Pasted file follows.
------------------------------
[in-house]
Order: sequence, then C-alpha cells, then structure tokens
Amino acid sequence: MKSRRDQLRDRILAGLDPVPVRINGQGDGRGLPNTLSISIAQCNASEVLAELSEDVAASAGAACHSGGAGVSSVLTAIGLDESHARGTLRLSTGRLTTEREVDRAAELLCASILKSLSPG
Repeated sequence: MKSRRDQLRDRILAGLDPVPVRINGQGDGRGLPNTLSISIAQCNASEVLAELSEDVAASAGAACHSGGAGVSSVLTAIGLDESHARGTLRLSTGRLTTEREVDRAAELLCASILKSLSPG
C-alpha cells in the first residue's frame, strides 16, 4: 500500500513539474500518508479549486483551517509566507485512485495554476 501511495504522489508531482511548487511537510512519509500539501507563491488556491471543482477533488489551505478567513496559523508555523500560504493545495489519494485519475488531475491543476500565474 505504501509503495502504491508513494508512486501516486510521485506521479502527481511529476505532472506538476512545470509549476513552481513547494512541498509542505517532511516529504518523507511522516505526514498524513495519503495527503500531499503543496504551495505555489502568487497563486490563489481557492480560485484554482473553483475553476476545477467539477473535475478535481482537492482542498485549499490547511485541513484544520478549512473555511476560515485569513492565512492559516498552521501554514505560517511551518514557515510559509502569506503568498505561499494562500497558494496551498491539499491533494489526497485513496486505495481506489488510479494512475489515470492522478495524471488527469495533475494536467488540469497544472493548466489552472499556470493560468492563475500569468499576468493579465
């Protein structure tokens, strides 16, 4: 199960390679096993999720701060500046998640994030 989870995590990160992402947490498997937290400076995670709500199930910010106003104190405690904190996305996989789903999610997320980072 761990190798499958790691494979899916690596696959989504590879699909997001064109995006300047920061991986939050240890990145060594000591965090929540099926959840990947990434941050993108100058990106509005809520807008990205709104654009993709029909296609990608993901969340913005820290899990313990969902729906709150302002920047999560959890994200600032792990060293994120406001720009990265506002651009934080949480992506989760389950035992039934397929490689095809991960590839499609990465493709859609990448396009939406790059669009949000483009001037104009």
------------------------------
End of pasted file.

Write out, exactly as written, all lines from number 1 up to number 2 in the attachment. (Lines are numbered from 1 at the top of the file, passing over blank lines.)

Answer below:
[in-house]
Order: sequence, then C-alpha cells, then structure tokens